Effects of supplementing selenium to a beef cattle cow-calf herd on tissue selenium concentration.

G. Valle, LR. McDowell, DL. Prichard, PJ Chenoweth, DL. Wright, FG. Martin, WE. Kunkle, NS. Wilkinson

Research output: Contribution to journalArticle

Abstract

In a two year experiment, Angus cows were supplemented with selenium through salt free-choice mineral mixes (yeast form) and two injectable products, Deposel? (barium selenate, long lasting) and Mu-Se? (sodium selenite, short lasting). Plasma selenium levels increased in the two salt mineral mix treatments, whereas in the Mu-Se treatment the values decreased, while the Deposel was able to maintain selenium concentrations. Plasma concentrations in the control were below critical levels (0.03 g/ml) at the end of the experiment (24 mo) and at the critical level at 18 mo. Plasma values in the Mu-Se treatment were at critical levels at 18 mo and above critical but below adequate at the start and at 6, 12 and 24 mo. The Deposel treatment attained adequacy (0.07 ?g/ml) in plasma selenium at 6 mo and at no time was less than the critical level (0.03 g/ml). Liver selenium concentrations of the control did not attain adequate levels (1.2 mg/kg) during the 2 years, and even though the Deposel treatment reached adequacy only at 24 mo the trend for this treatment was to increase liver selenium concentrations with time. The Mu-Se treatment at no time presented adequate concentrations. The two free-choice salt mineral mixture treatments were found to provide adequate selenium in liver at 6, 12 and 24 mo after treatment began. Colostrum selenium concentrations decreased from the first to the second year, and at no time did any treatment reach adequacy (0.1 mg/L). Milk selenium concentrations declined from 60 to 180 days in the control during the first year, but the concentrations tended to be maintained in all supplemented treatments. During the second year, the selenium concentrations for the Mu-Se treatment declined, while the concentrations were maintained in the Deposel and both free-choice mineral mixture treatments. Deposel provided long lasting reliable protection from selenium deficiency while the yeast form of selenium provided continuous and highest levels ofblood, liver and milk selenium concentrations.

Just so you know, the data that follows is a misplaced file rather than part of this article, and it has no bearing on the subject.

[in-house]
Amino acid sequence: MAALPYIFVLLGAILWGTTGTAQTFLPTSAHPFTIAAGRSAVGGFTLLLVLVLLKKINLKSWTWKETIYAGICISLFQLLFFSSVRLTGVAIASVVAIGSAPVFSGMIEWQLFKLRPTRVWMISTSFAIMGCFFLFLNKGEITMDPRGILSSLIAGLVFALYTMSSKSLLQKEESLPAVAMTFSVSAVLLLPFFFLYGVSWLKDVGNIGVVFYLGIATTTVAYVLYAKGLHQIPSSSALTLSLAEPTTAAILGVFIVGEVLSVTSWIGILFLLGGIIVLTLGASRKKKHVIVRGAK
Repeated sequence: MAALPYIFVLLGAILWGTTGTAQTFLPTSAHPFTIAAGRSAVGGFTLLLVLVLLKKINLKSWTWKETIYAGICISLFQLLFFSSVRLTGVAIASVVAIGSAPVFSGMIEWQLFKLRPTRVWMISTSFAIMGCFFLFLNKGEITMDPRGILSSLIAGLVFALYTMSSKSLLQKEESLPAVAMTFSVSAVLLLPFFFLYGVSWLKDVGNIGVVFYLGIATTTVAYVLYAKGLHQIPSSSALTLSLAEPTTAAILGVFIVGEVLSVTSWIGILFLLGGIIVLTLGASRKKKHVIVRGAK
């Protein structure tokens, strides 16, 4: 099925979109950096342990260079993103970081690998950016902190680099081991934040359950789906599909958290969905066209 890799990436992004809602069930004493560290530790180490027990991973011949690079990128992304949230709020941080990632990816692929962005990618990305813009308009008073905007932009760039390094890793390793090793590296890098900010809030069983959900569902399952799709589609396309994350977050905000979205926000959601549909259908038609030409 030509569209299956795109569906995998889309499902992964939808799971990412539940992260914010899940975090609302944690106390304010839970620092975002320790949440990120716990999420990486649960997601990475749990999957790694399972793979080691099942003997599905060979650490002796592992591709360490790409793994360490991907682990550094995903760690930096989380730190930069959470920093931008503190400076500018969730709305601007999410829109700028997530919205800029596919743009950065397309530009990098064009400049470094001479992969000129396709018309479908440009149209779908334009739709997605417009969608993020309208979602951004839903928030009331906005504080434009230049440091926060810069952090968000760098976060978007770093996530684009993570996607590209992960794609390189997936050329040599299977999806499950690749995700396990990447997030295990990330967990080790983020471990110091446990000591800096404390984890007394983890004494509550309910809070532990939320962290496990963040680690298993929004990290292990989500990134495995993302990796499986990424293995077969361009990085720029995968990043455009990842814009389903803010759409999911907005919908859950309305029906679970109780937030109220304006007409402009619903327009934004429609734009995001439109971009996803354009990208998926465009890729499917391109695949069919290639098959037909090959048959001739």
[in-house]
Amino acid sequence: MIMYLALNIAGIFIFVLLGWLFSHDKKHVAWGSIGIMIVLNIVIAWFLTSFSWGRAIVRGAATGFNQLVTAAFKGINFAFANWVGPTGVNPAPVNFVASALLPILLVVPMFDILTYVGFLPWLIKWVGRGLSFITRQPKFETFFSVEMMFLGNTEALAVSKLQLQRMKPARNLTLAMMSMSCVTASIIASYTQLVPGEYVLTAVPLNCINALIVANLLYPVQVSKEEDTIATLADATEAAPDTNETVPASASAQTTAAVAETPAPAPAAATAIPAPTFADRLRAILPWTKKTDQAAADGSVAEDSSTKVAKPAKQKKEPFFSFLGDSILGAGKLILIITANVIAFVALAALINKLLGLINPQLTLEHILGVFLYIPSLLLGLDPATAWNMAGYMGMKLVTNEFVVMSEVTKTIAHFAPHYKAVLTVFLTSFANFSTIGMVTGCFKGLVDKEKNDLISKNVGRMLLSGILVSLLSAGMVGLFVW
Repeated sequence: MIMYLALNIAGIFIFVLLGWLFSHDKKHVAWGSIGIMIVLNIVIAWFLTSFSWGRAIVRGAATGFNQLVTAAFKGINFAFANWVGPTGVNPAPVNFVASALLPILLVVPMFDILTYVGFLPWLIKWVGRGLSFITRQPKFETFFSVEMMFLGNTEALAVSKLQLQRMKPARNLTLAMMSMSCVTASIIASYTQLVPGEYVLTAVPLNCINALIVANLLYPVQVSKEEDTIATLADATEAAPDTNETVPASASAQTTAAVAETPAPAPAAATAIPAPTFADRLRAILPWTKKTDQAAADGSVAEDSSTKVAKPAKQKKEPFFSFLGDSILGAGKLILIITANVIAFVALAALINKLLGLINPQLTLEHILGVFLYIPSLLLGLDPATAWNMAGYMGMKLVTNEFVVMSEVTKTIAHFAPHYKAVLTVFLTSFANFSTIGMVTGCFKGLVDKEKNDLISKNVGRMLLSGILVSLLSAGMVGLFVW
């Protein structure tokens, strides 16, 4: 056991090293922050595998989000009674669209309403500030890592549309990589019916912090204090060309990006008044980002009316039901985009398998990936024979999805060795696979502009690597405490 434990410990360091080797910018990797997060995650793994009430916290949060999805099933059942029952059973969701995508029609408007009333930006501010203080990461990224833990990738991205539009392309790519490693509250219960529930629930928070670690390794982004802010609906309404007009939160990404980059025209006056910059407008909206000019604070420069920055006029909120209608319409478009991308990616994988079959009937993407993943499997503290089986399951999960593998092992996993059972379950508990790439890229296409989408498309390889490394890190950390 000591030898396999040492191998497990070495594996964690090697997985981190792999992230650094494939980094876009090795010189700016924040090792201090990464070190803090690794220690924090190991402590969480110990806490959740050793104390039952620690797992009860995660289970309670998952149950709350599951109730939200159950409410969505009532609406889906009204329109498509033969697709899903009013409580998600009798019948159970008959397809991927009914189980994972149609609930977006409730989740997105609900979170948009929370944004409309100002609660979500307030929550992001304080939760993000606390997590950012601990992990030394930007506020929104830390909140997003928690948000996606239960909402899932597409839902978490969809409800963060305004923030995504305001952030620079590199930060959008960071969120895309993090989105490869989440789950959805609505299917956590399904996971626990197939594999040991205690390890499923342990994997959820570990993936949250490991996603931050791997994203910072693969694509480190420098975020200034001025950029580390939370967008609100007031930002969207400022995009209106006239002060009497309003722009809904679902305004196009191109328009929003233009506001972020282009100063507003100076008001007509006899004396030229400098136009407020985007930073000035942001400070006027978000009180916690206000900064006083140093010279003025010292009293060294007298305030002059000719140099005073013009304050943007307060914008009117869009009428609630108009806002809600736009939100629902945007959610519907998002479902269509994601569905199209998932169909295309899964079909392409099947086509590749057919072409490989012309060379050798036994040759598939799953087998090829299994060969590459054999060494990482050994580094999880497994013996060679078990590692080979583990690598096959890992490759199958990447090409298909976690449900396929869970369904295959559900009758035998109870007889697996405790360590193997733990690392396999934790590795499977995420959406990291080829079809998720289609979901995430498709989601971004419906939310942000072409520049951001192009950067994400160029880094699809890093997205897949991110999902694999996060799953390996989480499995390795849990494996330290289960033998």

Original languageEnglish
Pages (from-to)126-132
Number of pages7
JournalJournal of Animal and Veterinary Advances
Volume2
Issue number3
Publication statusPublished - 2003

Fingerprint Dive into the research topics of 'Effects of supplementing selenium to a beef cattle cow-calf herd on tissue selenium concentration.'. Together they form a unique fingerprint.

Cite this